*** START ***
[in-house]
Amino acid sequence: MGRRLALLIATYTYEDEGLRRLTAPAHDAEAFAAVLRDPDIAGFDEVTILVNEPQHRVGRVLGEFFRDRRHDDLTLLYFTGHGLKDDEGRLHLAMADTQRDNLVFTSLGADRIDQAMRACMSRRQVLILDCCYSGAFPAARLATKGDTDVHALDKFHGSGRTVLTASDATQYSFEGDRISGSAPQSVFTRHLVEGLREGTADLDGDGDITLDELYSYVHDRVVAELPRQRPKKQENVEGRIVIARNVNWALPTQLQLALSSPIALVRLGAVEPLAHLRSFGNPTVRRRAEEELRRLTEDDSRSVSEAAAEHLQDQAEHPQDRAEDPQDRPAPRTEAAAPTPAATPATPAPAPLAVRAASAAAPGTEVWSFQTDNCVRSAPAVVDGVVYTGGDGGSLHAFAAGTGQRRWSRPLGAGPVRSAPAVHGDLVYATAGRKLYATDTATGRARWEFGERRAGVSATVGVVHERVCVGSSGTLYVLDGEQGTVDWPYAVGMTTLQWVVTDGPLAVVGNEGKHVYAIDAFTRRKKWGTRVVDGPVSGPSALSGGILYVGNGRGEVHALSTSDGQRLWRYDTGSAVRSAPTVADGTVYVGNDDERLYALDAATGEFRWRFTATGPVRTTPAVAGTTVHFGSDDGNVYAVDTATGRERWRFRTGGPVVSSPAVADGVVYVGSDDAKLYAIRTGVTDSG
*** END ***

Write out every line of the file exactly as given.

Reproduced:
[in-house]
Amino acid sequence: MGRRLALLIATYTYEDEGLRRLTAPAHDAEAFAAVLRDPDIAGFDEVTILVNEPQHRVGRVLGEFFRDRRHDDLTLLYFTGHGLKDDEGRLHLAMADTQRDNLVFTSLGADRIDQAMRACMSRRQVLILDCCYSGAFPAARLATKGDTDVHALDKFHGSGRTVLTASDATQYSFEGDRISGSAPQSVFTRHLVEGLREGTADLDGDGDITLDELYSYVHDRVVAELPRQRPKKQENVEGRIVIARNVNWALPTQLQLALSSPIALVRLGAVEPLAHLRSFGNPTVRRRAEEELRRLTEDDSRSVSEAAAEHLQDQAEHPQDRAEDPQDRPAPRTEAAAPTPAATPATPAPAPLAVRAASAAAPGTEVWSFQTDNCVRSAPAVVDGVVYTGGDGGSLHAFAAGTGQRRWSRPLGAGPVRSAPAVHGDLVYATAGRKLYATDTATGRARWEFGERRAGVSATVGVVHERVCVGSSGTLYVLDGEQGTVDWPYAVGMTTLQWVVTDGPLAVVGNEGKHVYAIDAFTRRKKWGTRVVDGPVSGPSALSGGILYVGNGRGEVHALSTSDGQRLWRYDTGSAVRSAPTVADGTVYVGNDDERLYALDAATGEFRWRFTATGPVRTTPAVAGTTVHFGSDDGNVYAVDTATGRERWRFRTGGPVVSSPAVADGVVYVGSDDAKLYAIRTGVTDSG